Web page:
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COBRA Insurance: Understanding Eligibility, Timelines and Scope

| Updated November 28, 2017

COBRA insurance eligibility, timelines and state law

You've probably heard of the Consolidated Omnibus Budget Reconciliation Act (COBRA), but do you know if it applies to your small nonprofit? The answer depends on how many employees you have and the type of benefits you offer them.

What is COBRA?

COBRA is a U.S. federal law that serves as a safeguard for employees who have lost eligibility for employer-sponsored health insurance benefits. Under COBRA, these employees can stay on their health plan when their eligibility ends but must take over the portion of the plan premiums that the employer formerly covered. For many employees, the increased cost is prohibitive. But for some, COBRA might be the only option for continued health coverage.

Who's eligible for COBRA benefits?

COBRA must be offered by any private sector employer, including most tax-exempt organizations, with 20 or more full-time employees who are covered by a health insurance plan. If you have fewer than 20 full-time employees, keep in mind that each part-time employee's full-time equivalent status is added to reach the total number of full-time staff. For example, if you have 18 full-time employees and 5 half-time employees, you have 20.5 full-time employees for the purposes of COBRA.

Employees and qualified beneficiaries (spouses and dependents) become eligible for COBRA benefits when there's a so-called qualifying event, including:

  • Voluntary or involuntary termination of employment (as long as the employee wasn't terminated for gross misconduct)
  • Reduction of hours worked, resulting in loss of full-time benefits
  • Not returning to work after medical or family leave
  • Legal separation or divorce between employee and covered spouse
  • Change in dependent status (such as reaching an age at which coverage is no longer provided)
  • Employee becoming eligible for Medicare
  • Bankruptcy of a private-sector employer
  • Employee death

What are the timelines?

Most communication about COBRA is between the employee and the insurance plan administrator, but there are some key timelines to keep in mind.

Within the first 90 days of coverage, group health plans must give each employee and/or qualified beneficiaries a general notice describing COBRA rights — including adequate information to protect their COBRA rights.

The employer must notify the plan administrator within 30 days of the qualifying event if the event is:

  • Voluntary or involuntary termination of employment
  • Reduction in work hours
  • Eligibility for Medicare
  • Bankruptcy of a private-sector employer

The employee must notify the plan administrator within 30 to 60 days of the qualifying event if the event is:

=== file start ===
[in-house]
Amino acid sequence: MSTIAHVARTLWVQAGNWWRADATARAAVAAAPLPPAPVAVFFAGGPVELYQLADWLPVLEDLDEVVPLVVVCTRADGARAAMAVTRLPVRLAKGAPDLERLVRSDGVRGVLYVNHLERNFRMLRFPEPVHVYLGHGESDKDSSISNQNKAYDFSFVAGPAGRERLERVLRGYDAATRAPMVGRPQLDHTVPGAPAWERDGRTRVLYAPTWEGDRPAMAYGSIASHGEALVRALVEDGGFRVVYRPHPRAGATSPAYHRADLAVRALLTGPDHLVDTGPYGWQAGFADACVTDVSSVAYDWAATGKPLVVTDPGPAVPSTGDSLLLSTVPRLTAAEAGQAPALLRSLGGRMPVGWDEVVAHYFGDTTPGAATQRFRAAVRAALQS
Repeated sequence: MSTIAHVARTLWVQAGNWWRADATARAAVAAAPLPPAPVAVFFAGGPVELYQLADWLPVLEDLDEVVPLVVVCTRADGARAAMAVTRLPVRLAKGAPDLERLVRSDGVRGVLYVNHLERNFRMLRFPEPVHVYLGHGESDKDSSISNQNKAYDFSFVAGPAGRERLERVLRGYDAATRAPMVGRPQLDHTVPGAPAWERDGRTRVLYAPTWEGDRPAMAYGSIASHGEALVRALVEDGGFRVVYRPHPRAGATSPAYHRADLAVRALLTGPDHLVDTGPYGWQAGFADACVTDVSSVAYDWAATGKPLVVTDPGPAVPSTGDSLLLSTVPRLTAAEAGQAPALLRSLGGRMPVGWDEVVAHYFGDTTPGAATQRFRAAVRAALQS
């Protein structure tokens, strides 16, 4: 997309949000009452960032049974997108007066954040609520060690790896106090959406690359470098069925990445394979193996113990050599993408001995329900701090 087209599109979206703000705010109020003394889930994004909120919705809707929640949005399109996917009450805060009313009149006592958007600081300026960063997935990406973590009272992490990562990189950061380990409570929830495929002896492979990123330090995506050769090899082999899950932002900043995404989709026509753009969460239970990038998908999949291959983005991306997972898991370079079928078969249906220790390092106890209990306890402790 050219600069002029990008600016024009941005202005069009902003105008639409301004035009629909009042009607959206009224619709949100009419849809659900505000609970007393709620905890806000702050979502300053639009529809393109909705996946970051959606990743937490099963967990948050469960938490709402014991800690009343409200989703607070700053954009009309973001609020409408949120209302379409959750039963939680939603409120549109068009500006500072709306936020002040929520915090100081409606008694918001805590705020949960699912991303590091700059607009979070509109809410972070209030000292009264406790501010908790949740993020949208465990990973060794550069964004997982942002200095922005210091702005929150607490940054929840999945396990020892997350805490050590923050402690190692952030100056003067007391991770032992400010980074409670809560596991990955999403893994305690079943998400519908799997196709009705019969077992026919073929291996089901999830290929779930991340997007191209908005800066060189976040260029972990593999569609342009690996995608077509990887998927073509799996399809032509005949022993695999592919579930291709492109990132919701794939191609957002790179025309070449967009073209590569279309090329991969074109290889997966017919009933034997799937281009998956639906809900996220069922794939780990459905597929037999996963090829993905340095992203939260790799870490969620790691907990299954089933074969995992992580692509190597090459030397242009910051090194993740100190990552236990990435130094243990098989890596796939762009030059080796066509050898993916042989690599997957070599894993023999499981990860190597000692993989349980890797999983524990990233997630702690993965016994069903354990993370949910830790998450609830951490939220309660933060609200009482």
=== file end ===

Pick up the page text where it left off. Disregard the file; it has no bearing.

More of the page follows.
• Divorce
  • Legal separation
  • Change in dependent status

Then, the plan administrator has 14 days to notify the employee and/or qualified beneficiaries about coverage options. In turn, the eligibility period for the employee and/or qualified beneficiaries to enroll in COBRA is 60 days.

Employees may continue COBRA coverage for 18 months if coverage was triggered by termination or reduction of hours. For any other reason, the timeline is usually up to 36 months.

What is the scope of COBRA coverage?

COBRA participants are entitled to the same benefits, choices and services that similarly situated employees, plan participants and/or beneficiaries are currently receiving under the plan — such as the right to choose among available coverage options during open enrollment. Be sure to give COBRA participants notice of open enrollment and deadline dates during the same time frame as other plan participants.

Any changes made to the plan's terms that apply to similarly situated active employees and their beneficiaries will also apply to those receiving COBRA continuation coverage.

Who pays?

COBRA coverage is paid by the employee. In fact, employers are allowed to charge 102 percent of the cost of benefits to cover the administrative costs of managing the benefits.

What if state law differs from COBRA?

Some states have broader coverage requirements than COBRA. Most notably, in certain states you may need to provide COBRA-like coverage if you have fewer than 20 full-time employees. For details on state-specific coverage requirements, check this interactive map from the Kaiser Family Foundation.

This article draws on the expertise of Grace Davies, a Minneapolis-based attorney with special interest in product liability, medical malpractice and employment discrimination.

MissionBox editorial content is offered as guidance only, and is not meant, nor should it be construed as, a replacement for certified, professional expertise.

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